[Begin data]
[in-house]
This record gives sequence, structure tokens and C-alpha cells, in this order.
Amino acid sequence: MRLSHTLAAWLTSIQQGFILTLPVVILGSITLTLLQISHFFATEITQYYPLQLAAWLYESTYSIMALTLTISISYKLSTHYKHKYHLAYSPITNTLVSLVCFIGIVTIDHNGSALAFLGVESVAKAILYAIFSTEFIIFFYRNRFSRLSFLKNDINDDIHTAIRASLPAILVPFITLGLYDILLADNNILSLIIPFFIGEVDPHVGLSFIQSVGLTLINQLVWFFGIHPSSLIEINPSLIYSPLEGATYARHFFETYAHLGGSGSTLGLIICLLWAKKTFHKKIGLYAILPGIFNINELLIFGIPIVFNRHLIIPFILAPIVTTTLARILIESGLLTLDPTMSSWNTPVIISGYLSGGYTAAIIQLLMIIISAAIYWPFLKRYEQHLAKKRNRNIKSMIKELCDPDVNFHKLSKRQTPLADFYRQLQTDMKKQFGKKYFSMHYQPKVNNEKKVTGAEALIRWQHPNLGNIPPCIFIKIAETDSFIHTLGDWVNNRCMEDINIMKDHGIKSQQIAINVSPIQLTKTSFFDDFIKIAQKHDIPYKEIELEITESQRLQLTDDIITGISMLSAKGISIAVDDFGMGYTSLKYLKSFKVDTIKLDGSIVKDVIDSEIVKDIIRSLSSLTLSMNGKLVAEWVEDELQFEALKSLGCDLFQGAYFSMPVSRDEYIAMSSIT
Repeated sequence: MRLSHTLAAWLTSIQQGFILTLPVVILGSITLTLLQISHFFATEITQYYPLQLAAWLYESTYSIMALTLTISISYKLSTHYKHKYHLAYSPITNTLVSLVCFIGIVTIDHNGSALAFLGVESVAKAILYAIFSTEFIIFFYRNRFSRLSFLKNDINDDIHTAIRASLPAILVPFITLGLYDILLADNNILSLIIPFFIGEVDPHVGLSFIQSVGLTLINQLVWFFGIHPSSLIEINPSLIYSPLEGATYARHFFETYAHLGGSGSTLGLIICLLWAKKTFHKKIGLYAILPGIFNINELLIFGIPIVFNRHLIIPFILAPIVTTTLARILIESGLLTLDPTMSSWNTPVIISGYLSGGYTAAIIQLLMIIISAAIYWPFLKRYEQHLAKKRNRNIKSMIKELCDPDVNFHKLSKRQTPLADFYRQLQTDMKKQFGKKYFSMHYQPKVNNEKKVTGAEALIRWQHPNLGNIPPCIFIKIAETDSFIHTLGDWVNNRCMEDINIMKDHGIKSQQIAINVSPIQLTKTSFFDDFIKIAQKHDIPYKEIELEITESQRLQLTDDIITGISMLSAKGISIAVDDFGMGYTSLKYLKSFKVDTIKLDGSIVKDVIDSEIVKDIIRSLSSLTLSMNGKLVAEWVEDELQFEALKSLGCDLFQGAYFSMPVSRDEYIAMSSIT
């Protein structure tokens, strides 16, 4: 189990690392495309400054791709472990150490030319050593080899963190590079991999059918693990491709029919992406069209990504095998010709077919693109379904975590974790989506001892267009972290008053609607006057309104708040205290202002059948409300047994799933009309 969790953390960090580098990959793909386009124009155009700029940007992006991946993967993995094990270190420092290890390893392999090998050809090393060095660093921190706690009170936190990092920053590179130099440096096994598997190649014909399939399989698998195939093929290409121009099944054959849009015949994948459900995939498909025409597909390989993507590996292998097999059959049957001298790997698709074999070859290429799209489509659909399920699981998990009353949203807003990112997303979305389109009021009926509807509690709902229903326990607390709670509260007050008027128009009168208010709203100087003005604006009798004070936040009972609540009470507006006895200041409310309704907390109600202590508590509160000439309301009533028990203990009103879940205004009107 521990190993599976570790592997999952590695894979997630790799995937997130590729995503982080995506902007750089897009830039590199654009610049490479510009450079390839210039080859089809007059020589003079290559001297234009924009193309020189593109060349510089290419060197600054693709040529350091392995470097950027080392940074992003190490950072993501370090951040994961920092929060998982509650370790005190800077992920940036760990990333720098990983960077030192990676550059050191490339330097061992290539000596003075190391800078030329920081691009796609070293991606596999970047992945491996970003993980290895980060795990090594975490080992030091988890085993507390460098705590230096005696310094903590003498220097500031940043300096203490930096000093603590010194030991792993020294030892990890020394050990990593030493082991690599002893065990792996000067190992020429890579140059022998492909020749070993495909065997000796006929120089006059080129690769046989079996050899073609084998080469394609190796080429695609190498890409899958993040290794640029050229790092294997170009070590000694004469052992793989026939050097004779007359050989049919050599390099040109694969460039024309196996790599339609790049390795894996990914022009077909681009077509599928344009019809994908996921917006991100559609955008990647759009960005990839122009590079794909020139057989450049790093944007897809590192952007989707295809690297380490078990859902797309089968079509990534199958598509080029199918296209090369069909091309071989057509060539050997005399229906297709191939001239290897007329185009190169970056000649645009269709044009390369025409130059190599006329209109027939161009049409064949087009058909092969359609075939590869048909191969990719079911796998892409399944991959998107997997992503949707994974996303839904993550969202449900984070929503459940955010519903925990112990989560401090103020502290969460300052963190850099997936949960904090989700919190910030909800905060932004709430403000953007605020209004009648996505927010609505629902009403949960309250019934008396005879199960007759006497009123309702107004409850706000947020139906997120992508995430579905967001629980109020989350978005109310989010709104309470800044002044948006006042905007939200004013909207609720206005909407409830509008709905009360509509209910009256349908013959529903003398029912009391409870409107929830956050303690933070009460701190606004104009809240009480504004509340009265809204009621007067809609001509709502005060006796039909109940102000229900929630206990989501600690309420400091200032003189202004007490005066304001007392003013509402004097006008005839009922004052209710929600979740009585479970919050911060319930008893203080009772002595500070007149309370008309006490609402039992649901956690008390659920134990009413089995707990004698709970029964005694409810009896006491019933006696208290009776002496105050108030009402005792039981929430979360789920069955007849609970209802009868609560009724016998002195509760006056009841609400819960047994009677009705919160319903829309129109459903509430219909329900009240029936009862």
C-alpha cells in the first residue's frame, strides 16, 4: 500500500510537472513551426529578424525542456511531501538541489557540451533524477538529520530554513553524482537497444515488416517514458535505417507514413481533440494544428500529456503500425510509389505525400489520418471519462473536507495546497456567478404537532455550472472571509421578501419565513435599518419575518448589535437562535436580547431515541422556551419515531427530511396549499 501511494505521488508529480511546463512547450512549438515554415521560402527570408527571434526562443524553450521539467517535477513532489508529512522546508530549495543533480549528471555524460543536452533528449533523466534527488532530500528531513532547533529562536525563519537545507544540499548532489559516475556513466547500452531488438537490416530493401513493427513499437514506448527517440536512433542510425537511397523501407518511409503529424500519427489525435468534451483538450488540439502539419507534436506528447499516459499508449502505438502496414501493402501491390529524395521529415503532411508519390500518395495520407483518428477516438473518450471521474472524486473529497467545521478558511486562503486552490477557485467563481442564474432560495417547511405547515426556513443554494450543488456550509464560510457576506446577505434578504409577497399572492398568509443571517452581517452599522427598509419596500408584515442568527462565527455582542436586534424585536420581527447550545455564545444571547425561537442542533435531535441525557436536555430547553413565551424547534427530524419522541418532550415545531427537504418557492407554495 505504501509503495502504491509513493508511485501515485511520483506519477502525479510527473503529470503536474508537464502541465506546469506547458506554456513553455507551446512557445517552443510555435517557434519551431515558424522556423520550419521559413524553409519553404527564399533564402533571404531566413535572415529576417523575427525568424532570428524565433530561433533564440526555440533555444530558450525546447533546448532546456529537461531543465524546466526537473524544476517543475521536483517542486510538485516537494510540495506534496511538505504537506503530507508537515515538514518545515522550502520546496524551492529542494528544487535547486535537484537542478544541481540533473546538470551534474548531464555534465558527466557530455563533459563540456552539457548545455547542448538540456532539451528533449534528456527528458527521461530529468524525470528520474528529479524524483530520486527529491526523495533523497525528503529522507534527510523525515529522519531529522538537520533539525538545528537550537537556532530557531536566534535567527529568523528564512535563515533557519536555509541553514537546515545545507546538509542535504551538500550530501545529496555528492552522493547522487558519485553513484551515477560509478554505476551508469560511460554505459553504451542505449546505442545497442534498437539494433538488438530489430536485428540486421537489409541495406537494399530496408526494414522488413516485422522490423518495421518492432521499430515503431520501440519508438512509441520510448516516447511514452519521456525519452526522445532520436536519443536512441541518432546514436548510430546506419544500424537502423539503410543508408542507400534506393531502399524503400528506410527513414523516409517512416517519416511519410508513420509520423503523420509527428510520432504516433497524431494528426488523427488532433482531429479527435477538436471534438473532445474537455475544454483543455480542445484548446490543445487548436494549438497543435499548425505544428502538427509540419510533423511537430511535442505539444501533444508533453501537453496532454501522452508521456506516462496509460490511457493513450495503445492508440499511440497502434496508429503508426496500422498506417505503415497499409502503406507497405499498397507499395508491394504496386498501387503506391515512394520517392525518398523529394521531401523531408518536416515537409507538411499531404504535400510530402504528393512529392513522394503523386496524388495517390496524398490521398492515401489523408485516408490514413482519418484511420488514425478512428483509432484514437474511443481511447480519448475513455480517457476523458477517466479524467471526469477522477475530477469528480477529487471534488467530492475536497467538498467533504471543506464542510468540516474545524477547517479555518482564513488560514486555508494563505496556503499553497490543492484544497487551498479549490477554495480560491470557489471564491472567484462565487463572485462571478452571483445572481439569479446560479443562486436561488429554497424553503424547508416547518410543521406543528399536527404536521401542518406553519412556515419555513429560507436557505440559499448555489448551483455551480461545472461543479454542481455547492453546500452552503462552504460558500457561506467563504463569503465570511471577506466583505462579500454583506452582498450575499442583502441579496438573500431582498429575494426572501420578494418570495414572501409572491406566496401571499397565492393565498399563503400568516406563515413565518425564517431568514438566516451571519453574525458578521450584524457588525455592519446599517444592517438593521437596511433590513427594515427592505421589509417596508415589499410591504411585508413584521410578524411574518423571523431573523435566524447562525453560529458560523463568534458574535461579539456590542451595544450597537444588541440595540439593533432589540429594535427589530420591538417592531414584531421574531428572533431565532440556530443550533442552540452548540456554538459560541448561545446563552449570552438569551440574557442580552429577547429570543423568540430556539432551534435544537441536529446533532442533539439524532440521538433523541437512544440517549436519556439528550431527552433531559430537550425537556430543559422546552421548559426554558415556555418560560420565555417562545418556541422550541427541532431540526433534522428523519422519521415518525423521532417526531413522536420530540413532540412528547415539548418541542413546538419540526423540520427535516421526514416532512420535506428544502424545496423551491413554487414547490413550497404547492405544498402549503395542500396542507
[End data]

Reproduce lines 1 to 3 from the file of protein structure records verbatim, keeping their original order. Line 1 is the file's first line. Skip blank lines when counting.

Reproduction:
[in-house]
This record gives sequence, structure tokens and C-alpha cells, in this order.
Amino acid sequence: MRLSHTLAAWLTSIQQGFILTLPVVILGSITLTLLQISHFFATEITQYYPLQLAAWLYESTYSIMALTLTISISYKLSTHYKHKYHLAYSPITNTLVSLVCFIGIVTIDHNGSALAFLGVESVAKAILYAIFSTEFIIFFYRNRFSRLSFLKNDINDDIHTAIRASLPAILVPFITLGLYDILLADNNILSLIIPFFIGEVDPHVGLSFIQSVGLTLINQLVWFFGIHPSSLIEINPSLIYSPLEGATYARHFFETYAHLGGSGSTLGLIICLLWAKKTFHKKIGLYAILPGIFNINELLIFGIPIVFNRHLIIPFILAPIVTTTLARILIESGLLTLDPTMSSWNTPVIISGYLSGGYTAAIIQLLMIIISAAIYWPFLKRYEQHLAKKRNRNIKSMIKELCDPDVNFHKLSKRQTPLADFYRQLQTDMKKQFGKKYFSMHYQPKVNNEKKVTGAEALIRWQHPNLGNIPPCIFIKIAETDSFIHTLGDWVNNRCMEDINIMKDHGIKSQQIAINVSPIQLTKTSFFDDFIKIAQKHDIPYKEIELEITESQRLQLTDDIITGISMLSAKGISIAVDDFGMGYTSLKYLKSFKVDTIKLDGSIVKDVIDSEIVKDIIRSLSSLTLSMNGKLVAEWVEDELQFEALKSLGCDLFQGAYFSMPVSRDEYIAMSSIT